Note: I served as the primary author/editor of this special report for the Land Trust Alliance on the economic benefits of the USDA Farm and Ranch Lands Protection Program (FRPP). The report captures the economic effects of federal agricultural protection funding within communities, featuring four case studies with analysis and data from economic analysts Jessica Sargent and Daniel Stephens of the Trust for Public Land.
“The Power of Leveraging Local and Federal Dollars to Strengthen Agricultural Land Easement Investments” was published by the Land Trust Alliance in 2012. Case studies are from Colorado, Michigan, Minnesota and Wyoming. Here’s an overview of the case studies:
Keeping the Heart of a Michigan Industry Pumping
Slice into a cherry pie and there’s a good chance the filling came from Michigan, the country’s top tart cherry state. The majority of Michigan’s cherries grow in the northwest corner of the state’s Lower Peninsula, thanks to hills, well-drained soils and seasonal temperatures moderated by Lake Michigan. Food processors have developed alongside the orchards, producing dried fruit and fillings, jams, juices and packaged fresh apple slices for stores and restaurants. These businesses keep the pulse of the fruit suppliers they rely on. They report that locally led, FRPP-assisted conservation easement efforts are providing capital for farmers to invest in rejuvenating and expanding orchards and vineyards, as well as helping transition farms from one generation to the next.
Giving Wyoming’s Ranches a Working Chance
Wyoming is poised for a large shift in land ownership. The vast majority of the state’s private land is ranchland, and most ranch operators are at or near retirement age. The cost of some of the most productive lands has soared beyond the reach of agricultural buyers. As ranchlands are fragmented for development or bought as an amenity, stock growers are concerned about how to pass working ranches to the next generation. Ranches are the heart of Wyoming’s agricultural industry and culture, and rangeland expanses provide critical wildlife habitat. In these areas, conservation easements offer retiring ranchers an alternative to selling their land for development and consequently, there has been a high demand for conservation easements assisted through FRPP. But matching funding sources necessary to work in concert with FRPP are limited, and time is of the essence.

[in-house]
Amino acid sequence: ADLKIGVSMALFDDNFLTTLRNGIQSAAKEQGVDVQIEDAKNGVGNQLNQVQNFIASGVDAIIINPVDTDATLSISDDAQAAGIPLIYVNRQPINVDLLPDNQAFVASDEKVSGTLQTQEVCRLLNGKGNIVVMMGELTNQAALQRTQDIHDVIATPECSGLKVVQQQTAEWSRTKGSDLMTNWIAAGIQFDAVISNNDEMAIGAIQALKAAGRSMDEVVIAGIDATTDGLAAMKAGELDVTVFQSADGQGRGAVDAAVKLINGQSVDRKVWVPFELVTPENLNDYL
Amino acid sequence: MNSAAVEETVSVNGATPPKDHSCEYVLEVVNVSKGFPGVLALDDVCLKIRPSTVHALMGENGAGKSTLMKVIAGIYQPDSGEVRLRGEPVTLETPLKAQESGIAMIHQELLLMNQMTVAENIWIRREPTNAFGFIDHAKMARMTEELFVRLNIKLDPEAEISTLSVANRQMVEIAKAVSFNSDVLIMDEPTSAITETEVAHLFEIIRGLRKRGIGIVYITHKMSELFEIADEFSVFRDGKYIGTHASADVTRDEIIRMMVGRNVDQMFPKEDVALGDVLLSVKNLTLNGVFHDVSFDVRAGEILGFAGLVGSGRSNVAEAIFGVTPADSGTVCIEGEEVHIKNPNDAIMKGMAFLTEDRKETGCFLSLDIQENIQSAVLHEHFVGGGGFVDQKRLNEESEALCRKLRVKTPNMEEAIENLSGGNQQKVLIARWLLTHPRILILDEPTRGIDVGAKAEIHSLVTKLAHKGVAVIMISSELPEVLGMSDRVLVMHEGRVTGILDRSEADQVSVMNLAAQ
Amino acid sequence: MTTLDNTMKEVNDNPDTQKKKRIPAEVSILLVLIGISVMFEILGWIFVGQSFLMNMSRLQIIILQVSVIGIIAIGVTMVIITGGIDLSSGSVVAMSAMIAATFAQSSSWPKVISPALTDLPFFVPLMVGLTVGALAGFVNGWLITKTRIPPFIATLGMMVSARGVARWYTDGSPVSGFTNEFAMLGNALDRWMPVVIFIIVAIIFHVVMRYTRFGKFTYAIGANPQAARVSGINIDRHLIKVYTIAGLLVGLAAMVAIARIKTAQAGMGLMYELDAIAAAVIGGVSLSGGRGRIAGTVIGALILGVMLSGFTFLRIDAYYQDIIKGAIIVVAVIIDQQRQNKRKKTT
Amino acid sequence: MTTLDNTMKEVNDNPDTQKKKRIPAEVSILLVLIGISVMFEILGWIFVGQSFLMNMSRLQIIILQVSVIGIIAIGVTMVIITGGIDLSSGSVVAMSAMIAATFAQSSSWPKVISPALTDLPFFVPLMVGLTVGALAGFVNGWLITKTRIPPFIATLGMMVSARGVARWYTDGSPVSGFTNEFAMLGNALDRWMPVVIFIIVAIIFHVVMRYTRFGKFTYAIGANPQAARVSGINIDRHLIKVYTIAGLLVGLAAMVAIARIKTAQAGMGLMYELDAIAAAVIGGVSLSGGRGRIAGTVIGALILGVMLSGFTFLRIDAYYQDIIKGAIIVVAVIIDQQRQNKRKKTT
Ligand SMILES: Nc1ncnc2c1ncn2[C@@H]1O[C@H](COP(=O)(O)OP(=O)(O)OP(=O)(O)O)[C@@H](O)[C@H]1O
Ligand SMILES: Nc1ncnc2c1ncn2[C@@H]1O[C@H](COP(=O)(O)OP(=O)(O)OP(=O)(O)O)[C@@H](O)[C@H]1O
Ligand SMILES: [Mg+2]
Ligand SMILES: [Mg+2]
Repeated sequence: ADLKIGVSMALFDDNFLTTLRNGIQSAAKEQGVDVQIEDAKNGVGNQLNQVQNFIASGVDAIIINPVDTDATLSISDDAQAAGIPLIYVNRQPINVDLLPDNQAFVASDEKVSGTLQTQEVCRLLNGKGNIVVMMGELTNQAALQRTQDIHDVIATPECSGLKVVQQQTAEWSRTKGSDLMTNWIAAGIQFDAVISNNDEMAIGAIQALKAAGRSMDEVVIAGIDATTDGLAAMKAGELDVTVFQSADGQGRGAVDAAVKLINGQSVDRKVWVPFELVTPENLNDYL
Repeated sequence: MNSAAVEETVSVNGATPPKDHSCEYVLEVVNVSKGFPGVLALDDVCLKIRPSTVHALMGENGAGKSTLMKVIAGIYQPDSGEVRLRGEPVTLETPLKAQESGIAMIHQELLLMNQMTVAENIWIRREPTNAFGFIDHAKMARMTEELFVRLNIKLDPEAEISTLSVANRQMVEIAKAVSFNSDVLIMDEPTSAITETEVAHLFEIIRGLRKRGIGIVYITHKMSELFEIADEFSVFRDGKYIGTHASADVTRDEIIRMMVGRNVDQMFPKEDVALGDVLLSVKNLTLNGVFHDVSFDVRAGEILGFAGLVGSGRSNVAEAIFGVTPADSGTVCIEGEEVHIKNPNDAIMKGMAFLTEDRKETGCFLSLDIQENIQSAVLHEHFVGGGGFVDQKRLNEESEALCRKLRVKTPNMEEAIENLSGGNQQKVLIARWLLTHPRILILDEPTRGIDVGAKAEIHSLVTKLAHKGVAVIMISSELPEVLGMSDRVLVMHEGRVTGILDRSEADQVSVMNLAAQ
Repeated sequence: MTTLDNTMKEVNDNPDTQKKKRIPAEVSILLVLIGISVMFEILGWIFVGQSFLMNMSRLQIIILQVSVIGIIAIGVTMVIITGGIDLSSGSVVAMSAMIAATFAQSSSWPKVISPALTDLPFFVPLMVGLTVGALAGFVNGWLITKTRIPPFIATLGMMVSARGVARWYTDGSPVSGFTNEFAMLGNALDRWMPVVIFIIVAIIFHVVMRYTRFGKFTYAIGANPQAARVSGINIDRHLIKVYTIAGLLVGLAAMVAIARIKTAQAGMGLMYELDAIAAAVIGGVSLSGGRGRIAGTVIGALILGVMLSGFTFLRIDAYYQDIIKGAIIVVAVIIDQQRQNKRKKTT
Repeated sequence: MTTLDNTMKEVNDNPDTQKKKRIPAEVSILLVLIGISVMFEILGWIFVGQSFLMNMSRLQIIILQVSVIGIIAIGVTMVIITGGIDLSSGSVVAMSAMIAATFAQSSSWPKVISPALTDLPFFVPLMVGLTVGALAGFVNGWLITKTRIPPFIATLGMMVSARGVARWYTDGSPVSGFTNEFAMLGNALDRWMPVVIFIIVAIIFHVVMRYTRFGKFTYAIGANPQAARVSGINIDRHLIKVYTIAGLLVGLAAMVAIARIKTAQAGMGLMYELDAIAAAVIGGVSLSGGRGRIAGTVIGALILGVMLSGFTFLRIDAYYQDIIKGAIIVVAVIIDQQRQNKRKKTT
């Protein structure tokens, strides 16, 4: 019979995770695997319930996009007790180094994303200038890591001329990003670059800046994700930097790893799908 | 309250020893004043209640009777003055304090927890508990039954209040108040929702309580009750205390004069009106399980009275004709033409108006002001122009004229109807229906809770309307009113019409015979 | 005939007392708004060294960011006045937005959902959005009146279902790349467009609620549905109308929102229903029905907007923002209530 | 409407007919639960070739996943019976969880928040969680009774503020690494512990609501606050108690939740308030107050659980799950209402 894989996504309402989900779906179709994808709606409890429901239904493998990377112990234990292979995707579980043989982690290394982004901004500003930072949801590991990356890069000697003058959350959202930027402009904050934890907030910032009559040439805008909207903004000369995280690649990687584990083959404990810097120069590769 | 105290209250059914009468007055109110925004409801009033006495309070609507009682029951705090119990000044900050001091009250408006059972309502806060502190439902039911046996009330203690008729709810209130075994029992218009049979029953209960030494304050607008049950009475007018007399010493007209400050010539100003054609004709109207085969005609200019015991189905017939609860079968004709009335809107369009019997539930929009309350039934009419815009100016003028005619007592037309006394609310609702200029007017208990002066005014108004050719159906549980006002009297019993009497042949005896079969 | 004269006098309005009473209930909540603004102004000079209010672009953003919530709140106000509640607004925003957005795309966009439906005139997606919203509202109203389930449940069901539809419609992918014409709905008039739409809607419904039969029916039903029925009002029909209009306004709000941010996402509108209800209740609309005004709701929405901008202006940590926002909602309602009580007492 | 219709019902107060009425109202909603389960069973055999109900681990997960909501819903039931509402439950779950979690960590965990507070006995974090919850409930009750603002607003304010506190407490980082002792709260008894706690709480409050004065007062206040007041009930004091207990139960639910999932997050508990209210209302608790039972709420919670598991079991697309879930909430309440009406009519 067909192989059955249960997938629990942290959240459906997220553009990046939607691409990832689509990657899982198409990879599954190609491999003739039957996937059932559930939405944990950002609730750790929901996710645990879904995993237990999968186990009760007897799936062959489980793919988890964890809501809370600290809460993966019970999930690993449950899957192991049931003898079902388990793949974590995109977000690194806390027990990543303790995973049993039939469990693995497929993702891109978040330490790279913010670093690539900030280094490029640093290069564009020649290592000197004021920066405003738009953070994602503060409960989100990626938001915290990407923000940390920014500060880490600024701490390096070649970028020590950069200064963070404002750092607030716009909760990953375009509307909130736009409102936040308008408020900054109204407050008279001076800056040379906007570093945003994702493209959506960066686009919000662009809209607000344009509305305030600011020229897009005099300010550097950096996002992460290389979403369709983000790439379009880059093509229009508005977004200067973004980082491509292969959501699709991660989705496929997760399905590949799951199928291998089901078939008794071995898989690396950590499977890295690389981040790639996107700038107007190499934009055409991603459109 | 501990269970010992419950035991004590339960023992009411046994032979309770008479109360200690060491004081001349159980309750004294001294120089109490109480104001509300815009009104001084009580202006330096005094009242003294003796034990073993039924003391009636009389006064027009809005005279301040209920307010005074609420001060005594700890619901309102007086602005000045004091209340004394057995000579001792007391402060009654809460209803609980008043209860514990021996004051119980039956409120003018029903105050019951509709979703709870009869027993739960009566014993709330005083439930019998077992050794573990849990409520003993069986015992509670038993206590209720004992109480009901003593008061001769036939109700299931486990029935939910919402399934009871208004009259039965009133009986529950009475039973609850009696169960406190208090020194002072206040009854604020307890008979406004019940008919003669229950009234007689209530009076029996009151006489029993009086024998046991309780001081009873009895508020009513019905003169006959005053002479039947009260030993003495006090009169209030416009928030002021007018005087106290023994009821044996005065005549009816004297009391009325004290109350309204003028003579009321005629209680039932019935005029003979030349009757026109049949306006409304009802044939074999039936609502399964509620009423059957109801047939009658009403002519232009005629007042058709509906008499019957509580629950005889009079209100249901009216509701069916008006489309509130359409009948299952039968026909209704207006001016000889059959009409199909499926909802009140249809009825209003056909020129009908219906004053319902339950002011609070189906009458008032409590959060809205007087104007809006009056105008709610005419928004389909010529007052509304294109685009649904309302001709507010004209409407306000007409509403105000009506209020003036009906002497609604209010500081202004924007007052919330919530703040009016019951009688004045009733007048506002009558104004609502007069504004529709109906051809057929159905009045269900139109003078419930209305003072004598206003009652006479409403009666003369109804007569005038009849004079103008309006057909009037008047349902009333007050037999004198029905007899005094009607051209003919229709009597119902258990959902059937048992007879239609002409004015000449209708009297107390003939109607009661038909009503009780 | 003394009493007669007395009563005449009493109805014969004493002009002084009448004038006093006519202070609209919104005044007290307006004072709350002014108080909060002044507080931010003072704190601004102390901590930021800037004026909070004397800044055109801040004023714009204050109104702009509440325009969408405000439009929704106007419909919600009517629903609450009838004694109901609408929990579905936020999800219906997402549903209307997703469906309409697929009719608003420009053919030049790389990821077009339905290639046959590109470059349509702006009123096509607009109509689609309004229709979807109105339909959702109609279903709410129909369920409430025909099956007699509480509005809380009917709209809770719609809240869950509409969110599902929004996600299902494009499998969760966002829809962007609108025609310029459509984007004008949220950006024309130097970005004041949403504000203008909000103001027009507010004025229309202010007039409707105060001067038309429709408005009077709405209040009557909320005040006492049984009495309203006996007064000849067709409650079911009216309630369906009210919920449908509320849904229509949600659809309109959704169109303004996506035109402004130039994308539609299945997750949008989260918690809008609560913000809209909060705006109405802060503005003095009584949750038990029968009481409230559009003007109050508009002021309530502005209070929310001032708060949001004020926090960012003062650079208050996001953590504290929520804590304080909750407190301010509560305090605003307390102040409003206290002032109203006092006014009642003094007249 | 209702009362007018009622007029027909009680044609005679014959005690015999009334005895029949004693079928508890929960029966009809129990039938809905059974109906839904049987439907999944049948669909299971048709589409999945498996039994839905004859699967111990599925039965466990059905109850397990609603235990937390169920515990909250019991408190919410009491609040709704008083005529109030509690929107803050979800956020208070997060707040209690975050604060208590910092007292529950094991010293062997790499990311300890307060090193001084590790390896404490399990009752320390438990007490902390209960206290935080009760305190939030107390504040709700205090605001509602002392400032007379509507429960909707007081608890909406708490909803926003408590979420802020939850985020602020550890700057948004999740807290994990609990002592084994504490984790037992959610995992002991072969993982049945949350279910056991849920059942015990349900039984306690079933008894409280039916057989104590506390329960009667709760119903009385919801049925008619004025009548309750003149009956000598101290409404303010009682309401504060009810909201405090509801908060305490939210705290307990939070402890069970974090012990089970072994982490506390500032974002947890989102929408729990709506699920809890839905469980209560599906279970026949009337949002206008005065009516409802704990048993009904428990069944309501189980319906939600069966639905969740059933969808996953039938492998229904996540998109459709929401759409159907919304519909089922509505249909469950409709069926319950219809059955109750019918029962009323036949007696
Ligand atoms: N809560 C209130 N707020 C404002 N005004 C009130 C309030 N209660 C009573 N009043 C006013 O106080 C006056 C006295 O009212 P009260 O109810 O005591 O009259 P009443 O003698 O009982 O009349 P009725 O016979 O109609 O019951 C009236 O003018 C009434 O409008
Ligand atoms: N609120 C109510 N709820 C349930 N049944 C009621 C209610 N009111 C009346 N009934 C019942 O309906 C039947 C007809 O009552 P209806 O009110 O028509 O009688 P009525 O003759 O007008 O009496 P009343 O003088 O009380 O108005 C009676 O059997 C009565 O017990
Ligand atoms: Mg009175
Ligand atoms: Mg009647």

Growing “Fruitlands Forever” in Colorado
Palisade, Colorado, is one of the top fruit-producing towns in the nation and a key attraction for Mesa County’s growing tourism industry. Palisade peaches are renowned throughout Colorado and beyond, and vineyards and wineries draw tourists year-round. Through agricultural easement purchases, Mesa Land Trust and FRPP are helping Palisade landowners permanently dedicate land to farming while providing them with capital to improve and expand their farm operations. With a base of protected agricultural lands in the community, even farmers without agricultural easements are feeling more confident in making long-term investments in their orchards and vineyards.
Ensuring the Future of Farming in One Minnesota County
To the southeast of Minneapolis-St. Paul and bordered by the Minnesota and Mississippi rivers, 586-square-mile Dakota County is graced with a complex economic mosaic including information technology, aerospace, insurance and transportation businesses—from Fortune 500 companies to startups. This Minnesota county is also committed to keeping farming a part of its economic mix. It was the first in the state to develop a comprehensive farmland protection plan, and, in 2002, voters approved a $20 million bond to conserve farmland and natural areas. This funding, combined with FRPP funding, has permanently protected 5,312 acres of farmland as of 2012 and established 57 miles of stream and river buffers. The agriculture-friendly atmosphere appears to be paying off with gains in farm operations and a strong food-processing sector.